2-DG will be available to govt and private hospitals, price not known, says DRL
Dr Reddy’s Laboratories (DRL), which in collaboration with Defence Research and Development Organisation (DRDO) scientists developed the anti-Covid drug 2-DG (2-deoxy-D-glucose), is hoping to commercially launch it by early June.
DRL co-Chairman K Satish Reddy, said: “After that (launch), there will be a progressive ramp up in production and our team is working hard for that.” He was participating in a virtual event to dedicate the first batch of 2-DG medicine to the nation by Defence Minister Rajnath Singh here. Reddy said the drug would be available to both the government and private hospitals. However, its price is not yet known.
DRDO’s anti-Covid drug gets nod for emergency use
DRL is the manufacturing partner for the drug, developed by scientists at the Institute of Nuclear Medicine and Allied Sciences, a DRDO lab located in Delhi. Though the molecule was originally developed as a potential therapeutic agent in the treatment of some cancers, it was recently re-purposed to be used as an adjuvant in treating moderate to severe Covid-19 patients in hospitals.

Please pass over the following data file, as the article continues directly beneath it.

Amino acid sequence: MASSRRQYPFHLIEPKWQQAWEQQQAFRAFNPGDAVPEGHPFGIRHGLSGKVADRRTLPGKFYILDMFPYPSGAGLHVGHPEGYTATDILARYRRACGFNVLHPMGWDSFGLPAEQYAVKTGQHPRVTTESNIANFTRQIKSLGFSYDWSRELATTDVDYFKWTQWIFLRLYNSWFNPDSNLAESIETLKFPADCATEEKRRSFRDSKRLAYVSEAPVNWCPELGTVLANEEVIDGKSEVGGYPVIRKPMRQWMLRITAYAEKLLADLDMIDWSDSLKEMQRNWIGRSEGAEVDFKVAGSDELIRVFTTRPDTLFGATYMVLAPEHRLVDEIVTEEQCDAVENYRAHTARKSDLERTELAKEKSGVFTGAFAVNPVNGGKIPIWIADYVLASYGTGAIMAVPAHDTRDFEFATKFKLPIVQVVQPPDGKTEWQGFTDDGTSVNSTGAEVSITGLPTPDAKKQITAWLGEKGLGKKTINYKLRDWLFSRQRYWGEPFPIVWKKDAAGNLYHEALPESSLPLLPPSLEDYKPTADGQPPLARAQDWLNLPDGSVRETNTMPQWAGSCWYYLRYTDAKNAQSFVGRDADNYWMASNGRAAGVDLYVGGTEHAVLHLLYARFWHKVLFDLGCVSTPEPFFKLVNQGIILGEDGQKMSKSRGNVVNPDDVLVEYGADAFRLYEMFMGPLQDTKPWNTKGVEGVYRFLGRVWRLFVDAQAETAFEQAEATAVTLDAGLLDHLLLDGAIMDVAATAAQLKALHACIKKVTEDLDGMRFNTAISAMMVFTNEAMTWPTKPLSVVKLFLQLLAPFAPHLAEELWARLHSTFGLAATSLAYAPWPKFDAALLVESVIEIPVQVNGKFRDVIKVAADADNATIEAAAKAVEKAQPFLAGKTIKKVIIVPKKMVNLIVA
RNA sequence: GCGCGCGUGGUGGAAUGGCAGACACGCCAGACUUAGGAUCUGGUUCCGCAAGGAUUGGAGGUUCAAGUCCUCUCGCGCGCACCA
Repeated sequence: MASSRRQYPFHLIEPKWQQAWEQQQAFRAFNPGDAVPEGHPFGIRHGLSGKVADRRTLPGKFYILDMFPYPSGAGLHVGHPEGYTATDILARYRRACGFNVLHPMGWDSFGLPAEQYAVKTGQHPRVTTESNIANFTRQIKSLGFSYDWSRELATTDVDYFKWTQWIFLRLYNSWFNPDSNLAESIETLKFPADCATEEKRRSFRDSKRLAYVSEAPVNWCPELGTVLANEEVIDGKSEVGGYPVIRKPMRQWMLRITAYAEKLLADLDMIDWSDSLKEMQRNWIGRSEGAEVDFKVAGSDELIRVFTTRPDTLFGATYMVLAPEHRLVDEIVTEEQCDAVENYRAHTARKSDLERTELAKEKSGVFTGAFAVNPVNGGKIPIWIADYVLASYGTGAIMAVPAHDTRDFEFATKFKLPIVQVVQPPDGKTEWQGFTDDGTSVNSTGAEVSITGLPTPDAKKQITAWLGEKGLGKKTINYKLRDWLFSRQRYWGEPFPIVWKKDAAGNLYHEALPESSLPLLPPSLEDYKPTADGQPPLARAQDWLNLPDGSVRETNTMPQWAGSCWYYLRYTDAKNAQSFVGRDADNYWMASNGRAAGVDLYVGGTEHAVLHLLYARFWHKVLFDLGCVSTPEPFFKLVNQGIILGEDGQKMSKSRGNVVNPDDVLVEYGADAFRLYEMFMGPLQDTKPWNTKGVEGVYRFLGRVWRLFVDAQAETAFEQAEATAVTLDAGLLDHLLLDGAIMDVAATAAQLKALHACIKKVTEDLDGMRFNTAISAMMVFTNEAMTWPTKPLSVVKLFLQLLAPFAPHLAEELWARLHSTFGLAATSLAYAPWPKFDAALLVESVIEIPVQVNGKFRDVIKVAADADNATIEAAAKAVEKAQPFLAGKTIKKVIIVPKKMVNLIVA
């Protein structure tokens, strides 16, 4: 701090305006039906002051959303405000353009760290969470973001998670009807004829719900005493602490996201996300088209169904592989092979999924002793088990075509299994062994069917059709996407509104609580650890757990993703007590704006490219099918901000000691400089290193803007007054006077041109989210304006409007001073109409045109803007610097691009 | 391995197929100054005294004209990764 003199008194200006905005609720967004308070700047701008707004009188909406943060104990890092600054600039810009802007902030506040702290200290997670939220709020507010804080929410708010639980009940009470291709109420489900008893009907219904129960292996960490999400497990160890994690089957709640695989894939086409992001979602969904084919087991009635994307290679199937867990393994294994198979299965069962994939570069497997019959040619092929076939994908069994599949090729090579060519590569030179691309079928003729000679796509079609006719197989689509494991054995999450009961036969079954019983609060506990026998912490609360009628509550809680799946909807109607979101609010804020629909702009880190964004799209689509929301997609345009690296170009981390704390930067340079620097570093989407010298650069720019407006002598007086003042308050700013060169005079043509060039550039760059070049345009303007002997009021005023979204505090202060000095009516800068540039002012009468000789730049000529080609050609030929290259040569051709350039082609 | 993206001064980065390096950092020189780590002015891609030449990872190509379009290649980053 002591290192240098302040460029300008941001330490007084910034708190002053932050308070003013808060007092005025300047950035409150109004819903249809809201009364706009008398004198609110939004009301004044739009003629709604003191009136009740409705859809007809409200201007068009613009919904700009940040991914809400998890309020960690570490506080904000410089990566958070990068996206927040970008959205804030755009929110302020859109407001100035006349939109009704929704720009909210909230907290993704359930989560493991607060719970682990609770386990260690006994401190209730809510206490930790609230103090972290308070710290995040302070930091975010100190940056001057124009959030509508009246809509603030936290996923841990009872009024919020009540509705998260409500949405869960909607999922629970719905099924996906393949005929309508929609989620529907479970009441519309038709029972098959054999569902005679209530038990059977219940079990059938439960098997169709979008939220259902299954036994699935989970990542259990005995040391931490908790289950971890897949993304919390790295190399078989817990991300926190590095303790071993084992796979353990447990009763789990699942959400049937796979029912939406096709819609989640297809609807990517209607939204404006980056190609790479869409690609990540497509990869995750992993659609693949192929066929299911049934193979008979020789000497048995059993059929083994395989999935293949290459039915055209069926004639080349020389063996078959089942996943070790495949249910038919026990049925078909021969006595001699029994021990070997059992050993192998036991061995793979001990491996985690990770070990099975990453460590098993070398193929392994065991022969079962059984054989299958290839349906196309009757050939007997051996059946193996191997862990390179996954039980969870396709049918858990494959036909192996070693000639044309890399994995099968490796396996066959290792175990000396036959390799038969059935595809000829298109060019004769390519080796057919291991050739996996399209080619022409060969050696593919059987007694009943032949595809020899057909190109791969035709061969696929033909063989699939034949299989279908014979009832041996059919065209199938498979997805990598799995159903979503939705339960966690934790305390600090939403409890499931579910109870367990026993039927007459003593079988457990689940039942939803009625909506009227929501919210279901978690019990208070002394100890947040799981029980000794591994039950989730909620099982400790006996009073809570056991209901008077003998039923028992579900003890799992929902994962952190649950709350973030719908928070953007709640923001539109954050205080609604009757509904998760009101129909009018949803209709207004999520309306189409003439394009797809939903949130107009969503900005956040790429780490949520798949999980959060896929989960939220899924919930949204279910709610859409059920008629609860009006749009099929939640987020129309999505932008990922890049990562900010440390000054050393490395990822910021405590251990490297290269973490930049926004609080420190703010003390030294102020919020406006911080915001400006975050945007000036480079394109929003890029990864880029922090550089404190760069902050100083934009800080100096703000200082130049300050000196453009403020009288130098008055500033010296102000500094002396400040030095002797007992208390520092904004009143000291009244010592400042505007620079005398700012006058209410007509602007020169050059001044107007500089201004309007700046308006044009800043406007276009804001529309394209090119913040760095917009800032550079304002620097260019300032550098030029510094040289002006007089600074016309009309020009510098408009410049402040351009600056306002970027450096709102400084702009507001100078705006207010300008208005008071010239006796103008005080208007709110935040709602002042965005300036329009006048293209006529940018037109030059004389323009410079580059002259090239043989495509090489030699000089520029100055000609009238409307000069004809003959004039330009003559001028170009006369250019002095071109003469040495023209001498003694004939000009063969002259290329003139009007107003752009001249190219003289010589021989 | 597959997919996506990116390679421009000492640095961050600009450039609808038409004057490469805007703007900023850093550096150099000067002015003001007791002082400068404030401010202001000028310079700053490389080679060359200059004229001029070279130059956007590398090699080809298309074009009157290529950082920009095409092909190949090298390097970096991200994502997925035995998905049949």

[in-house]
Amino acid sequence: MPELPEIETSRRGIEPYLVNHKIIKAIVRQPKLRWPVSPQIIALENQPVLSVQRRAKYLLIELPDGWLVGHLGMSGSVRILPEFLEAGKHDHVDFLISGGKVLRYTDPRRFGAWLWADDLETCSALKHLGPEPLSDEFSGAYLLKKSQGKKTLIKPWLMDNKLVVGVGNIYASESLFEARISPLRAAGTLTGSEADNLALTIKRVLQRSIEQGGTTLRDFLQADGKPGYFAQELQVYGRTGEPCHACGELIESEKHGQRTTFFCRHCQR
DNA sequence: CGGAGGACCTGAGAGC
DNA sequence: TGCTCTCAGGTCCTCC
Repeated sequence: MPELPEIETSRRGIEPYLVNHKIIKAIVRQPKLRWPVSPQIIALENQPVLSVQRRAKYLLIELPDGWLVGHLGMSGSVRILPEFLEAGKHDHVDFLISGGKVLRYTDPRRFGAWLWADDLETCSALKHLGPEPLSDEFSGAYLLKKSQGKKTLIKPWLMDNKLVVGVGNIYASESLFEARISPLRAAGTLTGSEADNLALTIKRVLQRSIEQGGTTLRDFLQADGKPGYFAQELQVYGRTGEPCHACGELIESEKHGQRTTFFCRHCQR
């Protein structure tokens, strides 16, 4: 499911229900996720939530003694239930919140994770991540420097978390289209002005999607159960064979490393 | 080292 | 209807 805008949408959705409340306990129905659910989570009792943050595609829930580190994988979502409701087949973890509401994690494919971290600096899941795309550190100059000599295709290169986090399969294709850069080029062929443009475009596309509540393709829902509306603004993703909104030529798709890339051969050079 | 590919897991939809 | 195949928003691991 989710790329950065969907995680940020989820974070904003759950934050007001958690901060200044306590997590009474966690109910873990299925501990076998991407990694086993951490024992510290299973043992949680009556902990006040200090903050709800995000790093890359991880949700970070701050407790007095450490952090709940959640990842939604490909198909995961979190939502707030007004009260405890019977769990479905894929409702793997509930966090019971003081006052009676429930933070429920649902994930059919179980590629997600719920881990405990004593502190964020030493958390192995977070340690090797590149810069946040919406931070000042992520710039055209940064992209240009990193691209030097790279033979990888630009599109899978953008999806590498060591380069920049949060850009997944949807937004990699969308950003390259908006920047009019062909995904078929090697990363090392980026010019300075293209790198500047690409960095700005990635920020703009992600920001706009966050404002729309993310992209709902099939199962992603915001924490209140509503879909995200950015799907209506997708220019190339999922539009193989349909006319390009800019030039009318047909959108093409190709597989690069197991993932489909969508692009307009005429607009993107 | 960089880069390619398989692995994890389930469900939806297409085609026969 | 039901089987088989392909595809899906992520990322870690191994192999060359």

The drug contains a glucose analogue called 2-DG, which works by inhibiting viral growth in the body. Viruses typically require oxygen to survive. When the drug is injected into the body, it gets attached to the virus and prevents it from multiplying. The scientists claimed that it can thus limit complications and severity associated with the infection.
Helps in faster recovery
Clinical trial results have shown that this molecule helps in faster recovery of hospitalised patients and reduces supplemental oxygen dependence. Higher proportion of Covid patients treated with 2-DG showed RT-PCR negative conversion. Early this month, the Drugs Controller General of India had granted permission for its restricted use in emergency conditions.
The Defence Minister handed over the medicine to Health Minister Harsh Vardhan at the event, who in turn gave one box of 2-DG each to the All India Institute of Medical Sciences Director Randeep Guleria and Lt Gen Sunil Kant of the Armed Forces Medical Services.
“2-DG drug is a new ray of hope in these challenging times,” said Singh, expressing confidence that the medicine will play a crucial role in the fight against Covid-19.
Covid-19 tests Indian pharma’s limits